Spring 1997 • Vol. XIX No. 2 PoetryApril 1, 1997 |

Stillborn

How strange that I told you, after coming in from play, how I wanted a sister, had always wanted a sister, the way children do.   That morning, driving home, the streets seemed achingly And you, resting, rocking in the basement near piles of tidily folded linens, your soft, oval face misting like the iron— how long after did it hit me as tears?   vacant, like the space between my arms Imagine, you carried that weight around— pressed three years of creases from the unused diapers I'd wear like a white flag, or a tiny ghost.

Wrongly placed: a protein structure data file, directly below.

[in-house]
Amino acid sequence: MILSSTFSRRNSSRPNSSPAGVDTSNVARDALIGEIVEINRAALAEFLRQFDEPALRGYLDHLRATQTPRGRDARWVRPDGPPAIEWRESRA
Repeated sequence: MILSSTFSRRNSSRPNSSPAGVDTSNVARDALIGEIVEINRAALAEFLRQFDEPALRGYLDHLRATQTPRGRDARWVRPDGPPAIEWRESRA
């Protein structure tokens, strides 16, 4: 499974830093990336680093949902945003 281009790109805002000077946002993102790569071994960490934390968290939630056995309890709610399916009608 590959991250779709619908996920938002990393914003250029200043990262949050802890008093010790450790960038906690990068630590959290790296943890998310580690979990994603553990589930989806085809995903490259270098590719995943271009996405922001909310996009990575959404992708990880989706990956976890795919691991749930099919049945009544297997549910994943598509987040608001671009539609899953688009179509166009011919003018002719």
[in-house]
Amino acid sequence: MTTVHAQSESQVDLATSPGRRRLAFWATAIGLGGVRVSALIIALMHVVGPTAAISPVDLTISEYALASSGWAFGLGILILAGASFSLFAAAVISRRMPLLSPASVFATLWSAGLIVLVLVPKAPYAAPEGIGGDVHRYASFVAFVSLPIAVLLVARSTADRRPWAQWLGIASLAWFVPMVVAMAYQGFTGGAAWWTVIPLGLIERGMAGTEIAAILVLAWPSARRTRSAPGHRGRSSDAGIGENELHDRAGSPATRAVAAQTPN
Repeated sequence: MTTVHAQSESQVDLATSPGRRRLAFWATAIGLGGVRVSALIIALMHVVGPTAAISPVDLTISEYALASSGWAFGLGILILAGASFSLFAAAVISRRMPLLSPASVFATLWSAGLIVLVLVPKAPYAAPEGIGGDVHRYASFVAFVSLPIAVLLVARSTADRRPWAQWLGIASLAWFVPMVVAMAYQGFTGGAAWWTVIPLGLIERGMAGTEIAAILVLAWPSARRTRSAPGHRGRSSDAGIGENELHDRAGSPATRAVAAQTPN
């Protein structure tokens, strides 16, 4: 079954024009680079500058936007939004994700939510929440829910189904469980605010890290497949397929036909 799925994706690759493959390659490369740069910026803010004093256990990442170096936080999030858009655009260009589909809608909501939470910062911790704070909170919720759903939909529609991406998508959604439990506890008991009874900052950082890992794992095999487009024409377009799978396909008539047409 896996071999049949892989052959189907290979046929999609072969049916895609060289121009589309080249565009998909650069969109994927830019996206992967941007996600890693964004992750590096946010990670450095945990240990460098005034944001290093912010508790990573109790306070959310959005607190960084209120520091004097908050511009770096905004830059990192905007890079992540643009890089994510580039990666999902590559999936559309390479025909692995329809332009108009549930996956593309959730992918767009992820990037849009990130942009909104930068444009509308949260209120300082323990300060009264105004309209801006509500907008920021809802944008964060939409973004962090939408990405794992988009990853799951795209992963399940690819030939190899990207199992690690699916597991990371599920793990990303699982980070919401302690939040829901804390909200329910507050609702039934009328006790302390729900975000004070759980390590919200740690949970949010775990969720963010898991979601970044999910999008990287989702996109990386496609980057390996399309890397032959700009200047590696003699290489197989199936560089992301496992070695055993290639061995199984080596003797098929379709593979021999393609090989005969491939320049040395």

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White

By Jennifer O’Grady

How strange that I told you, after coming in from play, how I wanted a sister, had always wanted a sister, the way children do.   That morning, driving home, the […]

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